Friday, July 26, 2013

Book Review: Sidekicked by John David Anderson

Release Date: June 25, 2013
Publisher: Walden Pond Press
Pages: 384
Received: ARC from publisher
Rating: 3.5 out of 5 stars


From Goodreads:

Andrew Bean might be a part of H.E.R.O., a secret organization for the training of superhero sidekicks, but that doesn’t mean that life is all leaping tall buildings in single bounds. First, there’s Drew’s power: Possessed of super senses – his hearing, sight, taste, touch, and smell are the most powerful on the planet – he’s literally the most sensitive kid in school. There’s his superhero mentor, a former legend who now spends more time straddling barstools than he does fighting crime. And then there’s his best friend, Jenna – their friendship would be complicated enough if she weren’t able to throw a Volkswagen the length of a city block. Add in trying to keep his sidekick life a secret from everyone, including his parents, and the truth is clear: Middle school is a drag even with superpowers.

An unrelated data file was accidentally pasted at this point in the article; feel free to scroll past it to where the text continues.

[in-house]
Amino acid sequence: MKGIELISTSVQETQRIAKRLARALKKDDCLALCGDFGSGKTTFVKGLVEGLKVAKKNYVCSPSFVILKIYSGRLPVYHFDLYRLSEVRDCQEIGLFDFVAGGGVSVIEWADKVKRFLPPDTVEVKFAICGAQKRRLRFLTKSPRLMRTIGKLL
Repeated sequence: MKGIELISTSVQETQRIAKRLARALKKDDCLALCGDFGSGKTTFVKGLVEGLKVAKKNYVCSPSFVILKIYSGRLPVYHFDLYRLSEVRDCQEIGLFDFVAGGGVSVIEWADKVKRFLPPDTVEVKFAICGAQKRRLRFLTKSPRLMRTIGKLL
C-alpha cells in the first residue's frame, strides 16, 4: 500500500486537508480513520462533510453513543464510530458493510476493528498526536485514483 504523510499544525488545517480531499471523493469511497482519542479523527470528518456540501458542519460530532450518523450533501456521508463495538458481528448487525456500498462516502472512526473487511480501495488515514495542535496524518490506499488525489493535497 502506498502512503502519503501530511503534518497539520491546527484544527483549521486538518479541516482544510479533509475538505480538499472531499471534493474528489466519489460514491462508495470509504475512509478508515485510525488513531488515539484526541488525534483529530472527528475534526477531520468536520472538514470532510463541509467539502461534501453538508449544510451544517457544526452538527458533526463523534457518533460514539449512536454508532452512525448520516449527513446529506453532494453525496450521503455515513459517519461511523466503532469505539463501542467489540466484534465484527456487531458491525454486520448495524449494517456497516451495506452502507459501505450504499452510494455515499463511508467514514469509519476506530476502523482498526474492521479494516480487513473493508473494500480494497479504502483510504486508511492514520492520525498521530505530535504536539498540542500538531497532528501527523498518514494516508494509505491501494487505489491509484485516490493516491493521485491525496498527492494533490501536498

But this was all before a supervillain long thought dead returned to Justicia, superheroes began disappearing at an alarming rate, and Drew’s two identities threatened to crash head-on into each other. Drew has always found it pretty easy to separate right from wrong, good from evil. It’s what a superhero does. But what happens when that line starts to break down?


Super powers!

I'm a super sucker for books with super powered characters. I like playing around with the idea of powers and seeing all the nifty new ways characters can use their powers. Sidekicked had some pretty standard fare super powers (laser beams, strength, speed, agility, etc), but main character Drew's incredible sensory powers were both new to me and awesome!

I'm not sure I'd want all of them myself (I don't need to be able to smell the garbage any better than I already can), but I'd have a blast with most of them. Though Drew didn't use his powers as often as I would have liked, I loved every single scene when he did use them.

And, ok, I know it isn't noble or anything, but I especially loved when he used his super hearing to spy. I know there's a lesson about how it's wrong to snoop, but anyone who has ever even considered picking up a glass to give their eavesdropping a little boost can relate to Drew on this one.